Alzheimer’s disease: The basics


In 1906 Alois Alzheimer, a neurologist practicing in Munich Germany, reported on a 51 year old woman who became unexpectedly demented and died of her disease within three years. In this single case report, he noted that under light microscope there were two peculiar finding – plaques and neurofibrillary tangles.  For sixty years Alzheimer’s disease was felt to be a rare disorder, limited to people before the age of sixty.  For elderly dementia cases the diagnostic label was “senile dementia”, which was felt to be a vascular disorder.  Doctors often told families that their loved one had hardening of the arteries.

About 1970, questions began to arise about the relationship between the ‘rare’ Alzheimer’s disease and  the more common Senile Dementia.

Dr. Summers’ recall attending a lecture  in 1975 at Washington University School of Medicine (St. Louis) when Dr. Robert Butler from the National Institute of Aging showed the convincing evidence that Senile Dementia was the same as Alzheimer’s disease.  The two illnesses followed roughly the same course, and looked the same under the microscope.

Symptoms of Alzheimer’s include:

  1. Memory loss affecting job skills or other activities

  2. Difficulty performing familiar tasks (apraxia)

  3. Problems with language (aphasia)

  4. Disorientation regarding time or place

  5. Impaired judgment

  6. Problems with abstract thinking, math, and balancing checkbooks (acalculia)

  7. Misplacing objects

  8. Changes in mood or behavior

  9. Changes in personality

  10. Loss of initiative

  11. Memory recruitment (asking loved ones answers to simple questions such as what day is it today?).

  12. Altered taste and smell (dysguesia and dysosmia)

Alzheimer’s destructive patternAlzheimer’s disease is progressive, typically resulting in death within 8 -10 years of first symptoms.  As the illness progresses wandering or getting lost in familiar places occurs. Agitation with violent behavior or hours of disruptive verbalization (e.g. “Help! Help!”), can manifest in about 20-30% of cases.  Clinical (and treatable) depression can occur at any point in the course of the illness, but most frequently manifests in the two years before diagnosis is made.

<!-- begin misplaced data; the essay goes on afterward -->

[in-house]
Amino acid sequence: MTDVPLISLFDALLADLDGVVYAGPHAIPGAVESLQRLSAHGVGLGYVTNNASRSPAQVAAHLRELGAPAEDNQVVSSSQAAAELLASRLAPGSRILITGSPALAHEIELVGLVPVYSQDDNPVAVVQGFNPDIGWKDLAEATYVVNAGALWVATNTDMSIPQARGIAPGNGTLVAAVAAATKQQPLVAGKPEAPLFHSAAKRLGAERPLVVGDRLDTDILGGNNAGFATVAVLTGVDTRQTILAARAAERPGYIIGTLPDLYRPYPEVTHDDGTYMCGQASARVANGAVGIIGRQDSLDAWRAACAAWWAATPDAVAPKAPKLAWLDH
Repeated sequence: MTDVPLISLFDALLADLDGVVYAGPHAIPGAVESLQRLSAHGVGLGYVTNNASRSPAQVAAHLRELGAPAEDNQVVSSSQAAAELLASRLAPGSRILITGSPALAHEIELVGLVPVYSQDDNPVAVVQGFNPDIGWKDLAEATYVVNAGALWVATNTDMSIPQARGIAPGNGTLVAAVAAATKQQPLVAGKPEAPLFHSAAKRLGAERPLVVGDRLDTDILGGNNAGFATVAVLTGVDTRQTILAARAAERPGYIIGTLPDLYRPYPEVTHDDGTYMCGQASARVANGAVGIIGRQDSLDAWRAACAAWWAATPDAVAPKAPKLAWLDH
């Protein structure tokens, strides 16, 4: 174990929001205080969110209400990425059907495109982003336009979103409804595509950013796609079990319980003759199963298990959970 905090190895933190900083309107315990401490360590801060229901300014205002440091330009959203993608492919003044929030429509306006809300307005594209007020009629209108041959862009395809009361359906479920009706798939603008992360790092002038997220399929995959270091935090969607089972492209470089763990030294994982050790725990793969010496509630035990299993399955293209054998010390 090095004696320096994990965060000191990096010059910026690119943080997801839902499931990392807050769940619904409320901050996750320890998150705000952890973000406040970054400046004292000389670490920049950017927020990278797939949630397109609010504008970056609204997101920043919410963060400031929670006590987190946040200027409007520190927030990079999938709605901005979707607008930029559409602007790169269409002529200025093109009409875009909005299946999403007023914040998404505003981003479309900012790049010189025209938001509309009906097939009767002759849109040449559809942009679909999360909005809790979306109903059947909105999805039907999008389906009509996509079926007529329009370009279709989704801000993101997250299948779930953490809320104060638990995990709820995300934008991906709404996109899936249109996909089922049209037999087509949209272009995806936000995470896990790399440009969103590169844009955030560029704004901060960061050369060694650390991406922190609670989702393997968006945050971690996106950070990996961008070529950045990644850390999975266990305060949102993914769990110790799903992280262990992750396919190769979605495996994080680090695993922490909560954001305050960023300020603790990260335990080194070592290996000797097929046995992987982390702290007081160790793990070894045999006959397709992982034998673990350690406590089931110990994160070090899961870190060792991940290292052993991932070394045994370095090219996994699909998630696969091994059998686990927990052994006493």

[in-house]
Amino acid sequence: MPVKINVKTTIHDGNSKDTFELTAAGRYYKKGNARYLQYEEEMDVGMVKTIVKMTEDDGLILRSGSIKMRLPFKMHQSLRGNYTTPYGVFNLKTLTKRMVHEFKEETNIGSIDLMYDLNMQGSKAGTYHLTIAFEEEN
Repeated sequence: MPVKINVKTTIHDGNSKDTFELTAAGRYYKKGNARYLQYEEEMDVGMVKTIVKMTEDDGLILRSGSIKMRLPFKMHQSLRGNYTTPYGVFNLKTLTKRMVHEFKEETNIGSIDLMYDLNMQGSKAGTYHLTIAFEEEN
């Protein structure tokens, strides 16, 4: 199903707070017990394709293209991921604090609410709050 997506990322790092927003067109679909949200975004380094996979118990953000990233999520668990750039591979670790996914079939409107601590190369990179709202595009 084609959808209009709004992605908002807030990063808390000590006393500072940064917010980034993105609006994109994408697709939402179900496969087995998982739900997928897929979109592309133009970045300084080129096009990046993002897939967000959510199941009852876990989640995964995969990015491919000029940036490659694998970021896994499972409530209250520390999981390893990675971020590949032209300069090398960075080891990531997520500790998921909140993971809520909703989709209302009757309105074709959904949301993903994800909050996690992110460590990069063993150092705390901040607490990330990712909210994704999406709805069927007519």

As Alzheimer’s disease enters its final stages, the patient becomes fully disabled.  All activities of daily living must be done by others. This includes eating, toilet, and personal hygiene.  In the nursing home, the patients require assisted feeding.  Diapers are required at all times and care must be taken to prevent decubitus skin ulcers.  Dental care and hair care is done for the patient. Often patients forget how to walk at this time, and are confined to bed and wheel chairs. 

Osteoporosis from inactivity, lack of sun exposure, and decades of low sexual hormones leaves these patients subject to falls with hip fractures. Verbal skills are often reduced to sounds or near words.

Death occurs when the immune system breaks down.  There are now numerous studies showing at first heightened immune response and toward the end of the course of Alzheimer’s disease immune collapse.  The patients frequently die of pneumonia, flu, or bladder infections that spread into the blood stream.

Often Dr Summers has recommended to families that flu shots and antibiotics be withheld in the final year of life.  He states he has seen many instances where the family requests the infections be repeatedly treated. The patient’s debility continues to deteriorate leading to a bed ridden state, and the next infection recurs within a month or so. After the third or fourth cycle of infection, the end stage dementia patient is often growing a bacterium which is highly resistant to antibiotics. This makes this bedridden patient, an infectious disease threat to their neighbors in the nursing home.

In the past thirty years an enormous amount of research has occurred in an attempt to find a cure or more effective treatment for Alzheimer’s disease.   Most of this work has focused on interfering with the deposition of  Beta amyloid found by Alois Alzheimer on  microscopic examination of the brain of the first published case.  The assumption has been that Beta amyloid was the cause of the disease.  All clinical trials based on this theory to date have failed.

The approach of Dr Summers and the Alzheimer’s Corporation has been based on a different theory.


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